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Maki’s smile shone brightly on MBI

If Dick Maki had a trademark, it had to be his blindingly bright, toothy and ever-present smile. And he almost lost that.

Longtime Minnesota Brass trumpet soloist Roger Grupp said he first met Maki when he joined the corps in 1971, and recalled traveling to the 1971 American Legion National Championships in Houston, Texas.

“We had a big pool party at the motel after not making finals,” Grupp said. “Dick jumped into the pool – and broke his teeth!” (Grupp remembered also jumping into the pool himself and hitting his chin on the bottom.)

Grupp also fondly recalled Maki, who had been a member of Minnesota Brass for some 60 years, as one of the corps’ “best and loudest” singers; he and longtime friend and fellow member Frank Lozar, who died in 2014, were the nominal leaders of a group of corps singers known as “The Gummers.” They specialized in “harmonizing” on World War II-era songs, especially “For All We Know,” which has become MBI’s theme song.

The Minnesota Brass Alumni Facebook page exploded with tributes to Dick as news of his passing spread.

Among other honors, Maki proudly wore his Brassy medallion, indicative of his being entered into the MBI Hall of Fame, and was also a member of the World Drum Corps Hall of Fame.

In addition to playing in the horn line (French horn, baritone, tuba) and being a generous financial donor, Maki held a variety of roles with the corps, including serving as director and treasurer.

Former member Mike Palmquist recalled Maki’s work as treasurer while he was corps director and business manager in the latter 1970s. “I couldn’t have run things without Dick,” Palmquist said. “Every time I was getting too ‘spendy,’ he would slap me back to reality. We had a very close working association.”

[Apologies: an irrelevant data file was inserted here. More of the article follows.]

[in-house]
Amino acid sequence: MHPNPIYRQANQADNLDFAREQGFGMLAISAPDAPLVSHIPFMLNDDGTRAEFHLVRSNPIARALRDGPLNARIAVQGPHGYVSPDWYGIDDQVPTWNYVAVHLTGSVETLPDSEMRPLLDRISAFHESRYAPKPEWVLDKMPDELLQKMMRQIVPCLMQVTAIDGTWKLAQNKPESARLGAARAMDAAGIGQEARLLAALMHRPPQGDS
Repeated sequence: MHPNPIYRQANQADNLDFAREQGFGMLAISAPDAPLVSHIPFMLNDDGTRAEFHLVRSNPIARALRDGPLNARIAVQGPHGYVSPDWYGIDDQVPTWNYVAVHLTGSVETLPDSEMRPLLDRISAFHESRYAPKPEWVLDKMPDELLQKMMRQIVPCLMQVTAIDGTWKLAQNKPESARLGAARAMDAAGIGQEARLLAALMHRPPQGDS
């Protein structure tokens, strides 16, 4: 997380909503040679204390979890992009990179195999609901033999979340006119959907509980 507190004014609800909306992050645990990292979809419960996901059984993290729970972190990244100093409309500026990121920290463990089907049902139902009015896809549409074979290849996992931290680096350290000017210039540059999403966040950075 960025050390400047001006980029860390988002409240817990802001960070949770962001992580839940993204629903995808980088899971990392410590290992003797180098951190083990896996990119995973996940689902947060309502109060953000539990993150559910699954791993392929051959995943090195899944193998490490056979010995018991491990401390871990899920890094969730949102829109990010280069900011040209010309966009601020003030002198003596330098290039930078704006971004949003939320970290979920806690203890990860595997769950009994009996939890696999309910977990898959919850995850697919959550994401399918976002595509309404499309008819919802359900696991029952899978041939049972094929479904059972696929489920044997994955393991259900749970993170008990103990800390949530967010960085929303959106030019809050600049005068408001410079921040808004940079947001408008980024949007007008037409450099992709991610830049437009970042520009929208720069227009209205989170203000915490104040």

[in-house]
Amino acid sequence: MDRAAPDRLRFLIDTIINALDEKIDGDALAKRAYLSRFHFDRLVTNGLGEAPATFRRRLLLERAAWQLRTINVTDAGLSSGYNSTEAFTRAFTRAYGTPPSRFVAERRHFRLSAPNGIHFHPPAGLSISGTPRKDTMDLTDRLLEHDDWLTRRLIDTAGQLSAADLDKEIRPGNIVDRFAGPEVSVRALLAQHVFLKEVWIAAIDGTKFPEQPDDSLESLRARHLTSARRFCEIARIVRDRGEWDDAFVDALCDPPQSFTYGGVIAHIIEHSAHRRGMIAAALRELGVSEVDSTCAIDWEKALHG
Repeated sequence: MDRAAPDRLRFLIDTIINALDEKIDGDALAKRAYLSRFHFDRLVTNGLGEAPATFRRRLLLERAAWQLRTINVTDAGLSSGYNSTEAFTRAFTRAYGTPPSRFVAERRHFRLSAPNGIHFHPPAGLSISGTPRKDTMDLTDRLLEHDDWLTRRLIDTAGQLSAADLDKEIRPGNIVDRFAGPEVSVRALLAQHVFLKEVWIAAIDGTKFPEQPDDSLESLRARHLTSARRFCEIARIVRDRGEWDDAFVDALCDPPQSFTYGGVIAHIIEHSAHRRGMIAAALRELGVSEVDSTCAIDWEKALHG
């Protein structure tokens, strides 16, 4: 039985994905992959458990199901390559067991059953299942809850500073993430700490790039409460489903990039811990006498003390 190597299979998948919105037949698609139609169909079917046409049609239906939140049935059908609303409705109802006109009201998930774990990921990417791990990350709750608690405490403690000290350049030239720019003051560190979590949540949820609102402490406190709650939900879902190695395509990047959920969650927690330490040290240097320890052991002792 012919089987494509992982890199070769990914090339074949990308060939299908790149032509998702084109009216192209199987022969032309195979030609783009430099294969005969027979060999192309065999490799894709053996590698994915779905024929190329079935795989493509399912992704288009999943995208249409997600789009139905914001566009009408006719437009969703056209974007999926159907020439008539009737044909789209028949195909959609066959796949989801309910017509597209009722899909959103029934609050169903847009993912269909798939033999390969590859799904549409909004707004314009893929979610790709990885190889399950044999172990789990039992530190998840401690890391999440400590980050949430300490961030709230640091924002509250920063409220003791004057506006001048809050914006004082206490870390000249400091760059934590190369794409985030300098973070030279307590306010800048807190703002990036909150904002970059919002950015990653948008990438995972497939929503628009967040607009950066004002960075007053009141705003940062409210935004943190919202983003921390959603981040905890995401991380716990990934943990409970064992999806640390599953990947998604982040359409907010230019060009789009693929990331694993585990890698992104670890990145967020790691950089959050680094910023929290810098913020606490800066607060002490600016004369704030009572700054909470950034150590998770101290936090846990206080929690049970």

Offering “advice” to his successors as corps directors apparently was another role Maki enjoyed. Grupp recalled times when then-director Jeff Burnham would make post-rehearsal announcements, “and Dick and Frank and Larry Wogenson would question just about everything Jeff said. There were some pretty heated discussions after nearly every rehearsal … they were all so passionate about the corps. Having three relatively recent past directors there to hear announcements every week must’ve been tough, but Jeff toughed it out.”

“Well, I wouldn’t say they gave me ‘the business,’” Burnham chuckled. “But they did always have something to say.” Burnham, who was corps director in the late ’60s and early ’70s, recalled, “What I liked about those three guys is I’d listen, then ask questions because they did have a history with the group and were loyal to the corps. Dick really wanted the corps to improve and try to get something going. I used Dick for advice and answering questions … Dick was very good to talk with, he knew the old guard and how to interpret them and diplomatically talk to me.”

Burnham also fondly recalled Maki’s roll as a “transitional” role model as the corps evolved over the years. “No matter what was happening or who was doing something, he would try to find the good in what they were doing. He would broadcast it, but he had respect for everybody.”

As an example of Maki’s dedication, Burnham noted his decision to move from French horn, which he’d played for many years, to tuba/contra bass. “He really struggled to learn the contra, but he worked his ass off to do it. I really respected that.”

A memorial service for Dick Maki, who died May 12 (a week before his 83rd birthday), will be held at 1 p.m. June 3 at St. Michael’s Lutheran Church, 1660 W. County Road B, in Roseville, Minn. Visitation begins an hour earlier.

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